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I was amazed when I originally saw Powers of Ten by Charles and Ray Eames. 

Although I saw the film in design school nearly a decade ago, it was originally made in 1977 and takes a look at the relative scale of things.  Not only was the short film fascinating to watch, it introduced me to the idea of “micro” (extremely small) and “macro” (very large).  Watching this film reinforced the idea that design should not only be about “itself” – that it should have some relation to things as small as its details and as large as its site.  As the film suggests, these relationships ripple inward and outward, inevitabley making a string of connections that are understood as they relate to each other (micro) and then, outwardly, in its larger context (macro).  This rigorous process oftentimes strengthens a design – making it less “flat”.  While a client may not know all of your ‘powers of ten’, so to speak, being able to create a design that has strong relationships in the large and the small, make a case for good design.  Here are a few examples of designs that I feel engage the full spectrum of the design scale, either in its conceptual planning or its physical presence:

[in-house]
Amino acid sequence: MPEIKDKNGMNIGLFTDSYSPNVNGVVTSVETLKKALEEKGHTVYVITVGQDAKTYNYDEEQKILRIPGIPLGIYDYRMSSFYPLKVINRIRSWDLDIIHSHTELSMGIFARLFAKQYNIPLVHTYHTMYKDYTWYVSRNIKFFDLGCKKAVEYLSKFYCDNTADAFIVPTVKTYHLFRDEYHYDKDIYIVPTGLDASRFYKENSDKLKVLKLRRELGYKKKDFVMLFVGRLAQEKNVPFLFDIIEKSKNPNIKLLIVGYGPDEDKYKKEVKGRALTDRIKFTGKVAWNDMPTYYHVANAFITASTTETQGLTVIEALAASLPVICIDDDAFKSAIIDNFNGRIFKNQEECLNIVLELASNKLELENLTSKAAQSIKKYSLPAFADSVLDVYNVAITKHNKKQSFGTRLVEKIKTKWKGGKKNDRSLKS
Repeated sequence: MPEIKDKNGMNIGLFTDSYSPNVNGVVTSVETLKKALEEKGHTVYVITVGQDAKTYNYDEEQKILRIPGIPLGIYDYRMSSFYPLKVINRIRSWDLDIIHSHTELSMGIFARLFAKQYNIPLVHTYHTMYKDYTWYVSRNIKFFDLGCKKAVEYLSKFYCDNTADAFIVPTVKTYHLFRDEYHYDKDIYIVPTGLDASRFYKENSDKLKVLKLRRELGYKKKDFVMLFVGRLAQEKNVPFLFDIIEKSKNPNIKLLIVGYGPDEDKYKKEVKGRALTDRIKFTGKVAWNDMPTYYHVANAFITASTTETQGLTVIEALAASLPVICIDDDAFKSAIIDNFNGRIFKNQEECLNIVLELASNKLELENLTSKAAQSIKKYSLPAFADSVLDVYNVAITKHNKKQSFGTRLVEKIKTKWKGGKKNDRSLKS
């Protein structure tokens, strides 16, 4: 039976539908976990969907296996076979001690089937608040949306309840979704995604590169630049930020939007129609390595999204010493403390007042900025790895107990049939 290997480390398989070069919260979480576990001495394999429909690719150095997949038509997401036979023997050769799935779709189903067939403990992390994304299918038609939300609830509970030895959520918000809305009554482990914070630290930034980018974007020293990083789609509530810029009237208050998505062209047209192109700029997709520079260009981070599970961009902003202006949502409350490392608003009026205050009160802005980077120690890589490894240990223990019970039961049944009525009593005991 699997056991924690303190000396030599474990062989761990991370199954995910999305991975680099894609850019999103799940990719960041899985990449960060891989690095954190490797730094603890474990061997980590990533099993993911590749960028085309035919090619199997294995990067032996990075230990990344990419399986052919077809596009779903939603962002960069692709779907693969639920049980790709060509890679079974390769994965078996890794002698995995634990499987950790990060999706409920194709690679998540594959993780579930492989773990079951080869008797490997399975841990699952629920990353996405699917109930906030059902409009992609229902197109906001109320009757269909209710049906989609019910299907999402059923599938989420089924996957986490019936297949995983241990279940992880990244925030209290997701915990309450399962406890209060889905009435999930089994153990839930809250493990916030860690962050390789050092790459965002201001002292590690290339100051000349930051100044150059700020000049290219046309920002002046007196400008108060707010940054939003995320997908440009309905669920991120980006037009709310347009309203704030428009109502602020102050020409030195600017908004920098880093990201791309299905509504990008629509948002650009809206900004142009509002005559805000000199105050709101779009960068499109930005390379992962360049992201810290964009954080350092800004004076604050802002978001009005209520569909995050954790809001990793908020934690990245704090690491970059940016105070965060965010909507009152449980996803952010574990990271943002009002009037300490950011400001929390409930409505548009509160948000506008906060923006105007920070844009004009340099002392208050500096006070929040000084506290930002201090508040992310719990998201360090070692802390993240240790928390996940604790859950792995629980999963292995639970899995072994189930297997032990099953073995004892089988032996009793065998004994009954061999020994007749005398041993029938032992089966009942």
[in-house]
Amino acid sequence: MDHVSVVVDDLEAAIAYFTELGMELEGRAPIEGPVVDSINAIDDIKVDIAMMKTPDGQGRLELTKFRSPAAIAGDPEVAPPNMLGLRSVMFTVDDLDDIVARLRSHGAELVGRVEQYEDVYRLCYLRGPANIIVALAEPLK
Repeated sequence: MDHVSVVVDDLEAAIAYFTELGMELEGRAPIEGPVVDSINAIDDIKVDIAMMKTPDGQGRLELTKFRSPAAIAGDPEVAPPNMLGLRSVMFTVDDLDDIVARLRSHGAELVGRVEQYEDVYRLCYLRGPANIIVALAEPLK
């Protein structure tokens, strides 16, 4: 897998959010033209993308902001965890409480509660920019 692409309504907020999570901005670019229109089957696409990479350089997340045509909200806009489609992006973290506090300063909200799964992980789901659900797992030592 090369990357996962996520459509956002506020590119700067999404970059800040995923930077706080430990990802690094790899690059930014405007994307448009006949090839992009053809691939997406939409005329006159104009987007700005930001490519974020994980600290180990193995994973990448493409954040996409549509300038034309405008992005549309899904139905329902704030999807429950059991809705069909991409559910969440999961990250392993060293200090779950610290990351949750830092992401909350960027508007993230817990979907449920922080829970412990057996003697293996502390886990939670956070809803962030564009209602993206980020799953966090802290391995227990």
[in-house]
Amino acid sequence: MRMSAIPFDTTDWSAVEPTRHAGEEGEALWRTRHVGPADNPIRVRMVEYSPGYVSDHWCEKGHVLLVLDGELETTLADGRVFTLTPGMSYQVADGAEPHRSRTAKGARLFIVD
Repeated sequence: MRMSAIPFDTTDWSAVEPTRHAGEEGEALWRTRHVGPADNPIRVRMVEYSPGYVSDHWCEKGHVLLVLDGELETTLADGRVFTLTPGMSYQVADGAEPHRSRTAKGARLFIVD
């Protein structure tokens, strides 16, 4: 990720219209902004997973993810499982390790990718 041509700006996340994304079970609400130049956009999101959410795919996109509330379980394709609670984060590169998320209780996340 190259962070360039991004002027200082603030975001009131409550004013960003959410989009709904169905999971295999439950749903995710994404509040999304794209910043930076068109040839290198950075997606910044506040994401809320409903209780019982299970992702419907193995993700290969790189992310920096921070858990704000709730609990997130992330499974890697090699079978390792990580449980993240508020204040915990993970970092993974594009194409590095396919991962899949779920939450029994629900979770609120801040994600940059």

Vietman Veterans Memorial: The strength of this design is in its relationship to its site (macro) and to the individual (micro), as well as the existence of a powerful narrative.


The “Womb” Chair by Saarinen: This conceputal idea behind this chair was to “wrap” around a person, as a womb does during a babies early development. Without knowing the narrative, the chair is still a classic – in its constrcution, design and use.


A wheel: functional in its shape and use, the wheel originated to advance transportation. Its use has expanded, but the fuction remains the same… to more forward!

What important ideas or concepts did the iconic film Powers of Ten introduce to you?